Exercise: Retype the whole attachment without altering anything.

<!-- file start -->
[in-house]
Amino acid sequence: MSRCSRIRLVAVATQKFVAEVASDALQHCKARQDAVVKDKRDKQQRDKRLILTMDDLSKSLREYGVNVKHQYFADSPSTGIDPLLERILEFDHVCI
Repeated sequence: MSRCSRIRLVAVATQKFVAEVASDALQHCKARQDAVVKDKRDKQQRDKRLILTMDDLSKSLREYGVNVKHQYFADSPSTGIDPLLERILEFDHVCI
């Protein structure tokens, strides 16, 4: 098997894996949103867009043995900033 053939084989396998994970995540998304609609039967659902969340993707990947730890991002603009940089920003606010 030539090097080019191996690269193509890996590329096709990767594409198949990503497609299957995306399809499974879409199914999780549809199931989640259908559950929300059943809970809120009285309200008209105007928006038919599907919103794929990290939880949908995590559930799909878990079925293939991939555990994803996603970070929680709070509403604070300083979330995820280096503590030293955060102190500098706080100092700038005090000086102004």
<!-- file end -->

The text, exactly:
[in-house]
Amino acid sequence: MSRCSRIRLVAVATQKFVAEVASDALQHCKARQDAVVKDKRDKQQRDKRLILTMDDLSKSLREYGVNVKHQYFADSPSTGIDPLLERILEFDHVCI
Repeated sequence: MSRCSRIRLVAVATQKFVAEVASDALQHCKARQDAVVKDKRDKQQRDKRLILTMDDLSKSLREYGVNVKHQYFADSPSTGIDPLLERILEFDHVCI
């Protein structure tokens, strides 16, 4: 098997894996949103867009043995900033 053939084989396998994970995540998304609609039967659902969340993707990947730890991002603009940089920003606010 030539090097080019191996690269193509890996590329096709990767594409198949990503497609299957995306399809499974879409199914999780549809199931989640259908559950929300059943809970809120009285309200008209105007928006038919599907919103794929990290939880949908995590559930799909878990079925293939991939555990994803996603970070929680709070509403604070300083979330995820280096503590030293955060102190500098706080100092700038005090000086102004």